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A Brief History of Cannabis

Updated: Sep 17, 2020

The Cannabis L. Sativa plant has permeated the ages, both as a commodity and as a remedy.

The earliest records of adoption, date as far back as 10,000 years, where the plant's fiber was used both in cordage and pottery. Discovering traces of hemp used and cultivated in this date range, identifies it as one of the oldest known human agriculture crops. Carl Sagan even proposed the possibility that hemp may have been the world’s first agricultural crop, leading to the development of civilization itself.


In a 2009 Scientific American article on sustainable agriculture, Richard Hamilton noted: “Modern humans emerged some 250,000 years ago, yet agriculture is a fairly recent invention, only about 10,000 years old ... Agriculture is not natural; it is a human invention. It is also the basis of modern civilization.” History shows that Cannabis was often used in rituals and as a medicine for thousands of years. From about 900 to 100 B.C., the Scythians, a nomadic tribe who dominated western China all the way to the Danube. Scythians though often referred to as one people, “Scythian” is actually an umbrella term for multiple nomadic tribes that inhabited the region. The Scythians were ferocious warriors and expert horsemen, making them the earliest known masters of equestrian arts, as well as the first known users of cannabis. This early mobility explains how they introduced cannabis throughout the antique world. The Scythians rode all throughout Europe, the Mediterranean, Central Asia, and Russia, spreading their experience of the spiritual and practical uses for cannabis with them.


Cannabis played an integral role of the Scythian cult of the dead. As part of funeral rites, the Scythians would set up small tepee-like structures in which they would burn hemp seeds, cannabis buds and leaves onto red-hot stones. Entering the structures, they would sit in a group, inhaling the fumes created by the smoldering plants and pay tribute to the departed. Archeologists found charred "marihuana" seeds along with what appeared to be burnt cannabis buds in at least two different burial mounds in the Altai Mountains in Siberia. In the tomb of the 5th century BC Siberian “Ice Maiden,”, a “pouch of cannabis,” was offered to serve as a medicine for the maladies that caused her death, including breast cancer. More recently, archeologists uncovered cannabis residue inside gold cups in another Siberian site. Further east, the body of a man unearthed in what is now Turpan, China had whole stalks of preserved cannabis laid across his chest like a funeral shroud. NBC News reported that another grave nearby contained the oldest known marijuana stockpile.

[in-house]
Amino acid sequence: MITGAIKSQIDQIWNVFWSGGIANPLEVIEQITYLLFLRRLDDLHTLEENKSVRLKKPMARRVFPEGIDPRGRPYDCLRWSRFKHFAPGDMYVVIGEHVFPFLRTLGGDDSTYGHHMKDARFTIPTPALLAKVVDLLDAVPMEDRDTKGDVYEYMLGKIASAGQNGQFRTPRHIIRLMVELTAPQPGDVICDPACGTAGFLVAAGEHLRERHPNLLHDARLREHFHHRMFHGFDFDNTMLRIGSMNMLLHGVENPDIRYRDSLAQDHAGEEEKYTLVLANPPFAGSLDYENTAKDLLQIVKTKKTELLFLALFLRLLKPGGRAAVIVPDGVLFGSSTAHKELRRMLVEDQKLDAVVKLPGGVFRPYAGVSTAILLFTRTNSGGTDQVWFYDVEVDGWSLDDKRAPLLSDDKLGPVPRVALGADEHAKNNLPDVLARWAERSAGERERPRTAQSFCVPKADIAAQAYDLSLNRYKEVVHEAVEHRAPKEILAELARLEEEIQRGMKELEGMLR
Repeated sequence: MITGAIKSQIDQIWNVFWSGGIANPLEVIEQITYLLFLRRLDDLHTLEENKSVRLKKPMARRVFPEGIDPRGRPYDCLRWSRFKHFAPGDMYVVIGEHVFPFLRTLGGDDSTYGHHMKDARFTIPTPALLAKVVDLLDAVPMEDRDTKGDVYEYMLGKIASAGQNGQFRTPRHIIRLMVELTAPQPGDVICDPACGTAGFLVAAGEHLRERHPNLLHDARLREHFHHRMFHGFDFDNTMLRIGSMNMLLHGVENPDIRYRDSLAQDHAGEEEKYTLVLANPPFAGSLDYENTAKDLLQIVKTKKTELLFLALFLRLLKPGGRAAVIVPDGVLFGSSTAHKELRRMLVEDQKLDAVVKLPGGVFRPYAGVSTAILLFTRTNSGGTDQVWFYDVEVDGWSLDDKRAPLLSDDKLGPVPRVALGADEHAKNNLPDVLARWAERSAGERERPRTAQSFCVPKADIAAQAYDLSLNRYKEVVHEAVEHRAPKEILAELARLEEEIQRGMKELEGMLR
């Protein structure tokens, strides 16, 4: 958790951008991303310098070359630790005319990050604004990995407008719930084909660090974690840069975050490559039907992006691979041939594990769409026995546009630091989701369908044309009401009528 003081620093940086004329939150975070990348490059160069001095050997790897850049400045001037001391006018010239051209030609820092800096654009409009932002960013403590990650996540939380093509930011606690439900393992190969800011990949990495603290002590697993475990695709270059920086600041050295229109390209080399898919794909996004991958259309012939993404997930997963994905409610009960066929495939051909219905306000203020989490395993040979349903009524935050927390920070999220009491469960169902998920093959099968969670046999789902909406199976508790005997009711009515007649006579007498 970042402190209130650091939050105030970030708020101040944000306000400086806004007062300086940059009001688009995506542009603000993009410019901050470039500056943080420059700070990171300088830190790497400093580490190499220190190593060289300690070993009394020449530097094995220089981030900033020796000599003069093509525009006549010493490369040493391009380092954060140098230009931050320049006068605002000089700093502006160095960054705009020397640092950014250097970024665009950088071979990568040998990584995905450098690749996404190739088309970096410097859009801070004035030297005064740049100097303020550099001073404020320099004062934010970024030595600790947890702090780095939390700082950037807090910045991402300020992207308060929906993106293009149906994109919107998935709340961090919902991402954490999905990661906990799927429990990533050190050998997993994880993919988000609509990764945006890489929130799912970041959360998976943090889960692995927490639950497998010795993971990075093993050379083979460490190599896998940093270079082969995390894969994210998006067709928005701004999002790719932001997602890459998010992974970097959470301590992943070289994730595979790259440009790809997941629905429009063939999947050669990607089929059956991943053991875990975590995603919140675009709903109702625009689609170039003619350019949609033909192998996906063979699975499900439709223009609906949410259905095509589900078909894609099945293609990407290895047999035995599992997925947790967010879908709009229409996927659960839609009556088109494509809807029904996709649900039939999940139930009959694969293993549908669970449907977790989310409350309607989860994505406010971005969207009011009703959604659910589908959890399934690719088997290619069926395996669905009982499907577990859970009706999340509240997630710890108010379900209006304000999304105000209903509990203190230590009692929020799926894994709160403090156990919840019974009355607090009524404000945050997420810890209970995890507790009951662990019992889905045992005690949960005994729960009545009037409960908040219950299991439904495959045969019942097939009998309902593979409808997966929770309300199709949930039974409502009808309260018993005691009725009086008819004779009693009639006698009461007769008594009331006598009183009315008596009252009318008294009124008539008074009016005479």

Cannabis wasn’t only used for ceremonies for the dead. A tribe known as the “Thracians” used it in healing rituals. These ancient nomads had a class of shamans in their midst who burned cannabis flowers (and other psychoactive plants) to induce trances. They believed that the plants dissolved in the flames reassembled themselves inside the person who inhaled the vapors and attributed divine healing powers.

Asian societies migrating from Korea to Japan during the Neolithic period brought along their eastern Asia shamanistic practices. This laid the foundations of Japanese Shintoism. Japanese Shamans have been a permanent fixture in society ever since that time. Traditional Japanese medicine commonly uses the dried fruit of hemp (Cannabidis Semen), to treat cases of debility, heart palpitations, and shortness of breath.


Cannabis sativa was the most popular crop in Elizabethan England—after wheat. The Queen herself encouraged hemp cultivation. The sailors of the Royal Navy fashioned the fibers into rope, paper, garments, and sails. According to Nikolaas J. van der Merwe, professor of scientific archaeology, the queen’s subjects may also have smoked marijuana for its mind-altering effects. Shakespearian scholars claimed they found references to cannabis encoded in old William’s writings. It suggests that he not only smoked marijuana but also acknowledged the creative force of the herb in a sonnet. He was however careful to avoid explicit reference to its hallucinogenic properties which could associate him with witchcraft. The Church banned cannabis during the Inquisition, after Pope Innocent VIII proclaimed it an “unholy sacrament of satanic mass”. Anyone using it for enjoyment or healing purposes were often tortured and/or burned at the stake. Would Shakespeare have run the risk, had he been more forthcoming about his use of weed? Though that particular Pope forcibly opposed cannabis, other Popes and even Saints recognized its healing powers. St. Hildegard of Bingen (1098-1179), perhaps the greatest naturalist and multidisciplinary scholar in all Catholic history, tended to the sick and wrote medical texts which included reference to cannabis for treating epilepsy. Pope John XXI (c. 1215-1277), who was a renowned physician, created a manual about caring for the poor that mentions the virtues of cannabis.

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